Regardless, in December of 2015 Rolling Stone published a list of the “100 Greatest Guitarists” (perhaps not of all time?). Dead Man composer and cameo artist Neil Young sat at number 17, and the magazine employed Phish frontman Trey Anastasio to write the paragraph-long blurb for him. This is how it starts: “If I was ever going to teach a master class to young guitarists, the first thing I would play them is the first minute of Neil Young's original ‘Down by the River’ solo. It's one note, but it's so melodic, and it just snarls with attitude and anger. It's like he desperately wants to connect.” I’ll be the first to raise my hand and admit to the teacher that I’m not entirely sure what Trey means here by “original,” though my assumption is he’s talking about the studio version off of Everybody Knows This is Nowhere, Neil Young’s second album, and not some live or bootlegged nonsense. The guitar solo in question is fine; I mean, yes, it’s good. It’s a minimalist guitar solo, one that favors feeling and connection to the instrument over virtuosity. It’s definitely not just one note for a full minute—that would be insane (but better, strangely, I think)—and it’s not even close. For ten seconds it relies on that one note, then runs away into other notes, as one does, so I don’t know what Trey Anastasio was smoking, but sure, it’s a good guitar solo. It’s still just...a guitar solo though.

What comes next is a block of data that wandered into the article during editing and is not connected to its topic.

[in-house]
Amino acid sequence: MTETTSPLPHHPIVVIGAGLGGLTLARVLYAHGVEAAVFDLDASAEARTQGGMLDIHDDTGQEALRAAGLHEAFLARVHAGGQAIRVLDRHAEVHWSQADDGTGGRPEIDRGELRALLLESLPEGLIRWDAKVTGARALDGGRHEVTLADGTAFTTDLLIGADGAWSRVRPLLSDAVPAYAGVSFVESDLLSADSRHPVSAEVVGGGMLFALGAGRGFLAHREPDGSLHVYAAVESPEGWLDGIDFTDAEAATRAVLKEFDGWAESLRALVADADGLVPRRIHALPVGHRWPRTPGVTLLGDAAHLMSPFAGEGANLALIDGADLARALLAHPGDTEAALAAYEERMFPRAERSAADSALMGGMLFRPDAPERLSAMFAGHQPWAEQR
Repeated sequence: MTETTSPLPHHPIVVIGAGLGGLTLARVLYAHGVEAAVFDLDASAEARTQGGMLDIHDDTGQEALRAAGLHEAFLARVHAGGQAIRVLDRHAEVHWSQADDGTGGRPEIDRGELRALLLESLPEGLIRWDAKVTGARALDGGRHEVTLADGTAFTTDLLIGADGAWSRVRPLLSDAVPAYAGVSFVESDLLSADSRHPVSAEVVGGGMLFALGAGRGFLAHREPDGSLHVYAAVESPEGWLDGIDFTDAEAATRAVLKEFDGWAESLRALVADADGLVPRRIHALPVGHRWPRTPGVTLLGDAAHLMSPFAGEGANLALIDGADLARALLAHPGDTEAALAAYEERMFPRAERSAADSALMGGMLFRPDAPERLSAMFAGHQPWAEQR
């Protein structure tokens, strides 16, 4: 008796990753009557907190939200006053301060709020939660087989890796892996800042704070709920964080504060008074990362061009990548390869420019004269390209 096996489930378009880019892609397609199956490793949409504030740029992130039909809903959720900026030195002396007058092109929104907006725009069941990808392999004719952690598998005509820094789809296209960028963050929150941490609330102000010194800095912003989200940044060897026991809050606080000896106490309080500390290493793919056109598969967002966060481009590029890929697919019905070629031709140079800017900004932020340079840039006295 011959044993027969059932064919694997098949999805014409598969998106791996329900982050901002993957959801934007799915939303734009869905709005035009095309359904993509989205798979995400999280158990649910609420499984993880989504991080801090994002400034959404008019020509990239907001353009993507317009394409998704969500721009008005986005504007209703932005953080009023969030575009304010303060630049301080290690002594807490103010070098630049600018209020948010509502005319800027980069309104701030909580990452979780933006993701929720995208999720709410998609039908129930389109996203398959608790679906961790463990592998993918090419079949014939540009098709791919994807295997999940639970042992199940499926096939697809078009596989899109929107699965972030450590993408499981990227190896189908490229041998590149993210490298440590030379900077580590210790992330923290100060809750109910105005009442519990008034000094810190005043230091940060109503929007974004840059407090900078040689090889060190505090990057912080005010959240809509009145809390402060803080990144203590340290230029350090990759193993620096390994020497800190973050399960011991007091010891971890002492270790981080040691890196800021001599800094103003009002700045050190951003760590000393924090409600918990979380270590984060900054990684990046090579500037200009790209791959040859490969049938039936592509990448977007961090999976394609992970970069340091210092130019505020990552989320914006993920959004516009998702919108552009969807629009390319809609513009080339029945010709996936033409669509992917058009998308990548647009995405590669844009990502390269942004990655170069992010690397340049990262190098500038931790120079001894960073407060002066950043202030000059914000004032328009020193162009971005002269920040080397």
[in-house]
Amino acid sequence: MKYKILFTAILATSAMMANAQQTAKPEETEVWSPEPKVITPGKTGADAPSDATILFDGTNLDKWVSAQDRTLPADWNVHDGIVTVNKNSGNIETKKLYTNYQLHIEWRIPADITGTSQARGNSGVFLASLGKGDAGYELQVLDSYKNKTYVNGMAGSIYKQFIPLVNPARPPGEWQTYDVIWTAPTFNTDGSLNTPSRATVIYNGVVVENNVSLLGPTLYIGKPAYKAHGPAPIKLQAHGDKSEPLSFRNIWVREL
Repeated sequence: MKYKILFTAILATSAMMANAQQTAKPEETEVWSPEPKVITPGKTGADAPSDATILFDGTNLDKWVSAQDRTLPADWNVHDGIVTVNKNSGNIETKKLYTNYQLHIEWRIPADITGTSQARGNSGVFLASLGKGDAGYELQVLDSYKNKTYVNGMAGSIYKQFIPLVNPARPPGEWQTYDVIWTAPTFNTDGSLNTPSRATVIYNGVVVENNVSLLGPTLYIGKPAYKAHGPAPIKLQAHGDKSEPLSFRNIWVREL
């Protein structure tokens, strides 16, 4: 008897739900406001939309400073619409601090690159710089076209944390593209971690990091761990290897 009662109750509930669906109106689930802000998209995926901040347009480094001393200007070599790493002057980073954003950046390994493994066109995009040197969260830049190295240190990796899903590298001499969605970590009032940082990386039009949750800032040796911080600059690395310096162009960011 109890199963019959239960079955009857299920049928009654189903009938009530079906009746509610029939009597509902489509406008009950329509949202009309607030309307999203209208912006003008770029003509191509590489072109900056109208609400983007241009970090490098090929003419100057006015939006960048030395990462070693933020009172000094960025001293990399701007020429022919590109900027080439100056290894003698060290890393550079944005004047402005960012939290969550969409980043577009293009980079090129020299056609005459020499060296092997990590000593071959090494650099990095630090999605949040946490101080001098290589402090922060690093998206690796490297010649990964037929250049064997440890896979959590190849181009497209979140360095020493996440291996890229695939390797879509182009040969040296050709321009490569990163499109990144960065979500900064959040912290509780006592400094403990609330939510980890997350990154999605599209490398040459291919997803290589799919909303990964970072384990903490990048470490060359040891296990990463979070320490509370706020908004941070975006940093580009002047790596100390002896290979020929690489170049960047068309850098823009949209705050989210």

“Down By the River” is a great song, probably the best on Everybody Knows if you forget the title track exists and “The Losing End” is too Grateful Dead for you, but it’s not the guitar soloing that makes it great. It’s Neil Young’s terrifyingly timeless, unchanging voice, the unrelenting drive of Crazy Horse, one of our all-time great backing bands, and the gorgeous production of the tracking itself. The solo is merely a conduit for the feeling, a bit player in a larger tapestry. Why do we fetishize it so much, why exalt so ceaselessly the abilities of the guitar player above all else?

I’d have to imagine it’s mostly nostalgia. Rock music has guitar solos—that’s kind of it’s thing. So when we hear a rock song with a guitar solo we aren’t really hearing that song or that solo, we’re hearing the history of the genre and we’re comparing notes. Is this person playing like Hendrix? Are they playing like Page? I think I remember Allman using that same trick. That player’s got that Diddley or Holly or Berry or Santana sound. Blame it on drugs, or the penis, or the Summer of Love. Blame it on white folks and Vietnam and Les Paul and drugs. Actually, just blame it on drugs. Whatever you’re putting your pin in (drugs), the consensus is undoubtedly the same: guitar solos are hella sick and you can deal with it.

So fine. I accept. But it still bores the daylights out of me. Not the guitar solo itself so much as our insistent romanticization of it. Furthermore, the older I get the more I start noticing the complete absence of the guitar-as-principal-sound in my favorite records. The future is in cracker jack producers and tightly-wrapped, Mensa-smart pop songs. The future has little space for cock rock buffoonery, for soaring faux-emotion on a six-string. I don't know. Perhaps the future of music would do well to ignore its past entirely.

—Brad Efford